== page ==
It is now a balmy -21, its getting warmer as it was -24 an hour ago. Here we are in the middle of a cold streak and my thoughts turn to thankful knowing that spring will burst through the snow to bring an abundance of new life. That is what the cold blue snowy painting "Winters Promise" is about. The photo which I took myself of the crocus flower is laminated into the painting with layers of acrylic gel.


Winters Promise

"Three Graces and the Rite of Spring" which inadvertently started this four season series was painted one year before "Winters Promise". My EDS had flared so bad that year mostly all I could do was read.  I read many books on mythology, art history and western religions. As soon as I could hold a brush again I painted a longed for blossom laden tree and from the books I swiped a few images. The images were scanned and printed onto thin rice paper, coated with acrylic gel then adhered to the canvas. The original three graces were all pasty pale skinned creatures and I wanted warmth so I altered their coloring with acrylic washes and changed the hairstyle on one. Using collage was a new venture for me so I set off to paint another tree with collage, except at this point I decided that I would only use my own photo images rather than borrowed images. So came "The Serpent and the Egg" another mythology based painting. When I realized I had painted three seasons I rounded out the theme to include fun loving Ganesha dancing, full of child-like joy which is echoed in the lively yellow child hand prints in "Spirit of Ganesha"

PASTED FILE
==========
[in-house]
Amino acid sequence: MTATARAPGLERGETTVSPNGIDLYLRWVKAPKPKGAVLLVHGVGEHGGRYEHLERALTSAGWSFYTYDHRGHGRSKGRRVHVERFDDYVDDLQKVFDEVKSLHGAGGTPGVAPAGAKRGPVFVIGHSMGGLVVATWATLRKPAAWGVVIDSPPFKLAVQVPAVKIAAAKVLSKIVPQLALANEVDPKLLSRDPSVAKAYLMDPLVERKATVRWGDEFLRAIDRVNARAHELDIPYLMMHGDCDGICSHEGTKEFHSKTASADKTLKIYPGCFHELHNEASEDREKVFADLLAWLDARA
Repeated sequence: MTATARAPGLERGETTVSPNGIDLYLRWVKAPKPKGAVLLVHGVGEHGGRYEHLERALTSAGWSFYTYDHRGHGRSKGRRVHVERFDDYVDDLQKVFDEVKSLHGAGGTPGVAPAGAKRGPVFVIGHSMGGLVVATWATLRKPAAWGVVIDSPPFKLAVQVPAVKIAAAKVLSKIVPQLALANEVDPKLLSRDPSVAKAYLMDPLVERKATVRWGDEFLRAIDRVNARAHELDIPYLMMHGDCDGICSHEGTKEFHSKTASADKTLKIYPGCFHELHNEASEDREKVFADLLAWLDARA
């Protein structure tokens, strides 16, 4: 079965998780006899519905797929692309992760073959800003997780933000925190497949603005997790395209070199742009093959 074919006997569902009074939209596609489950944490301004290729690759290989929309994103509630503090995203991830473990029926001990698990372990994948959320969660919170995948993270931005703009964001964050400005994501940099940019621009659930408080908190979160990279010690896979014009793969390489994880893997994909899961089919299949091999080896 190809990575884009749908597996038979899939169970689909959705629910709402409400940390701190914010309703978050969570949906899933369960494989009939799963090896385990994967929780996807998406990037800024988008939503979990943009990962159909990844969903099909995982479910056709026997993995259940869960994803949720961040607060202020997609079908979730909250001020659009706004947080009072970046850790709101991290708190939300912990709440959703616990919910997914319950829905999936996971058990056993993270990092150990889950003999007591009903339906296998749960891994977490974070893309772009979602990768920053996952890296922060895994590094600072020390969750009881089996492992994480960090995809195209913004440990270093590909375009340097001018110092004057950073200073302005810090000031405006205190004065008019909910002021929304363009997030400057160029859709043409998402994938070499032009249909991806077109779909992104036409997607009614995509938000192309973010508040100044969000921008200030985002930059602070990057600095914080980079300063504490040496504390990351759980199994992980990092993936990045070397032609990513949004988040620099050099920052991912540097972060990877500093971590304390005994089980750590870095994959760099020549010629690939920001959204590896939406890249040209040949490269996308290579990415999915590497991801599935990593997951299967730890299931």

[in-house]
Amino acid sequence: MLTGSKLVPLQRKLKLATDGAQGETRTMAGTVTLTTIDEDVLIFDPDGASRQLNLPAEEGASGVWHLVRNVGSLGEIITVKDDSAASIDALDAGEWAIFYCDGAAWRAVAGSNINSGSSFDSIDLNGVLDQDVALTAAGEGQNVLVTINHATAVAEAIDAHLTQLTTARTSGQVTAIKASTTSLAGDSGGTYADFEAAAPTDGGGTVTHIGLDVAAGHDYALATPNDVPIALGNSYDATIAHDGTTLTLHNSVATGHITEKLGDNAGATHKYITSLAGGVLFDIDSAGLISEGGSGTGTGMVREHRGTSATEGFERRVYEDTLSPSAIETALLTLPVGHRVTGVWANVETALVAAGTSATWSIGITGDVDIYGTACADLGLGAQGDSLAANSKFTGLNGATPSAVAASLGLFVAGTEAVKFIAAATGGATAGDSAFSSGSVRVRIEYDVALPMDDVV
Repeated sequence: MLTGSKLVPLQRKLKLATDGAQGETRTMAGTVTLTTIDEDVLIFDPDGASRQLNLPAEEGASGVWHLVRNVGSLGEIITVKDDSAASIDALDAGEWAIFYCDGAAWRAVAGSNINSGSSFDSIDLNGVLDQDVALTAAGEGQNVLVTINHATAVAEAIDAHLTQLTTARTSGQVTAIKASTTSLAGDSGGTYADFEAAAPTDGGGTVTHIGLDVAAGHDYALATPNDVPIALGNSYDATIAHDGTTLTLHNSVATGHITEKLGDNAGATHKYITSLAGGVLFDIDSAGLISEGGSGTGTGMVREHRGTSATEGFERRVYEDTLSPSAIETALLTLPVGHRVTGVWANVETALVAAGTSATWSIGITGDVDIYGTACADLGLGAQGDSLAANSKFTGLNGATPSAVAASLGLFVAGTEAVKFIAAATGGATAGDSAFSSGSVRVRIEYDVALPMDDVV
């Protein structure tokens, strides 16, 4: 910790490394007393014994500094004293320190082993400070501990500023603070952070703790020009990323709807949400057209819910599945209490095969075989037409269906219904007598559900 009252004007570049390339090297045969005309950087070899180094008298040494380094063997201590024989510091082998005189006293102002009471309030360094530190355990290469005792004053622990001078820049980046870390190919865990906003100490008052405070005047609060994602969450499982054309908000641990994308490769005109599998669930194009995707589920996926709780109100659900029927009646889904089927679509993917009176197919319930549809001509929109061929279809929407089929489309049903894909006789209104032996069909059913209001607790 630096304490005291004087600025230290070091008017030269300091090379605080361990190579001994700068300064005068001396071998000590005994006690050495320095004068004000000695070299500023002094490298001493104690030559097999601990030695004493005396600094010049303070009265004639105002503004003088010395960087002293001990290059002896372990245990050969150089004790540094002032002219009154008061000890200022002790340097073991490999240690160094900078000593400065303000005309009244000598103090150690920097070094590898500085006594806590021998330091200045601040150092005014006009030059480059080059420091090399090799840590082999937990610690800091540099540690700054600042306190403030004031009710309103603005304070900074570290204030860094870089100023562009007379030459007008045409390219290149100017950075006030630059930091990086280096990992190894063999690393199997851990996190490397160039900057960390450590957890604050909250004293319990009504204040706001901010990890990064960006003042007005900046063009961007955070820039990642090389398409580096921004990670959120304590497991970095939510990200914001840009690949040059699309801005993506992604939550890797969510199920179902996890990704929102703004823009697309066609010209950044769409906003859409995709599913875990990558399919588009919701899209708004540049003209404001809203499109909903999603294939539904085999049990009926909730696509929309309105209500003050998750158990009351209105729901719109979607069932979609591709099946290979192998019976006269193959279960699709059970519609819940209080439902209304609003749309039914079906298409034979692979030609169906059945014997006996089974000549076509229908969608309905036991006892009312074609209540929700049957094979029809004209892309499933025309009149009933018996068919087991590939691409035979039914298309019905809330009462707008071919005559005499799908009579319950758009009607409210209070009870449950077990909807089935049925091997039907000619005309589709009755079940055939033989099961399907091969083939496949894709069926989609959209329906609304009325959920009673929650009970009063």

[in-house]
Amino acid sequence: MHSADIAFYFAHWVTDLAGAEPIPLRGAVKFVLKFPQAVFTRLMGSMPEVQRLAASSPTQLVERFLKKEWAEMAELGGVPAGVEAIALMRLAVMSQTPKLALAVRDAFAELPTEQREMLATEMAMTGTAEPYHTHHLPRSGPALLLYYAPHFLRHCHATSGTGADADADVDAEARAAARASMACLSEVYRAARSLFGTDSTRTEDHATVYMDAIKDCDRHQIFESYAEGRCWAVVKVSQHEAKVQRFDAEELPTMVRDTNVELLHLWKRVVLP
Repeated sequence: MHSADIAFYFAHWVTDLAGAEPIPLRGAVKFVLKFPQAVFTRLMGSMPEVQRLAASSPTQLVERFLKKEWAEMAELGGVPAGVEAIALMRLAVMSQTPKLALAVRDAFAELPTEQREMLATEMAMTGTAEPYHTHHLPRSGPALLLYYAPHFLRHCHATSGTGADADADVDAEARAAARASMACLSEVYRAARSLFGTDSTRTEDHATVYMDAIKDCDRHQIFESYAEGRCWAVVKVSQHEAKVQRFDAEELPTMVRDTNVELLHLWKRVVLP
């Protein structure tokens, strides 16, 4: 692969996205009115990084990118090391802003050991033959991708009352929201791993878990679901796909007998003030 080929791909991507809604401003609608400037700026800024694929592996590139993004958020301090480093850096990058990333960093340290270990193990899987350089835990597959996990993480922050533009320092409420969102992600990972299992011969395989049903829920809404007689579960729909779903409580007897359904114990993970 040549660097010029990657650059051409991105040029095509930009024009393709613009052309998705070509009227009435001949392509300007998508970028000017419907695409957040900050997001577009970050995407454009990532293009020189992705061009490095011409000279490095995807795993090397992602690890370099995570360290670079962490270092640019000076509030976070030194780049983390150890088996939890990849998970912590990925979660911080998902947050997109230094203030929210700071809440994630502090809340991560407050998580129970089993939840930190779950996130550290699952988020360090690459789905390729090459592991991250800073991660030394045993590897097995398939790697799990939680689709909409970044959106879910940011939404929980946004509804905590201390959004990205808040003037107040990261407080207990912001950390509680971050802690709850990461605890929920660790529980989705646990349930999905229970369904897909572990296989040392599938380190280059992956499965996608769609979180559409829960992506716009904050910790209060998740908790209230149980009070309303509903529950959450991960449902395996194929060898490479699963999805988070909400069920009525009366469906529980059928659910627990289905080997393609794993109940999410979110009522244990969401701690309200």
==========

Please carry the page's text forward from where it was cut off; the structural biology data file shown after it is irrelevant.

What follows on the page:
Three Graces and the Rite of Spring

 Spring is wonderful when the cherry and apple trees burst forth their long awaited color. Daughters of Zeus and Eurnome of Greek myth, Euphronsyne-Joy, Aglaia-Brilliance and Thalin-Bloom are the three graces. How fitting are their names to represent spring, the divine feminine that brings warmth, balance and healthy new life after a long winter. In the far right corner an ancient goddess gives birth.


Spirit of Ganesha

Ganesha is considered the remover of obstacles and the embodiment of wisdom, his vehicle, the mouse can appropriately gnaw through all obstacles. One of Ganesha hands is presented in the "have no fear" mudra which I have noticed is used throughout history by artists representing deities of the past including Jesus. Ganesha also carries an axe to cut through the bonds of attachment, a rope to pull one closer to their goals and a conch shell as symbol representing the origin of the universe due its spiraling structure that comes from a single point.  I came across a beautiful picnic table that had been lovingly painted with children's handprints and though the paint had peeled off much of the table there were still a few wonderful spots to behold, which of course I photographed.


The Serpent and the Egg

As trees prepare for a winters rest the sap slows and leaves color for their airborne flight on autumn winds.  The nests are empty and birds that survived the forces of nature and predatation migrate to warmer climates and snakes migrate underground to hibernate amidst their own kind. The serpent is most maligned as a symbol of evil in temptation in Christian belief, yet is also regarded as having wisdom. "Be ye therefore wise as serpents and simple as doves"Matthew 10:16.A serpent wound around a staff is a very old symbol of medicine and the healing arts and both the serpent and the peacock are symbols of resurrection and new life. The serpent because he sheds his old skin and the peacock because he can eat a poisonous snake and not die.

I hope you enjoyed reading my notations on these paintings.

Wednesday, January 6, 2010

In The Pink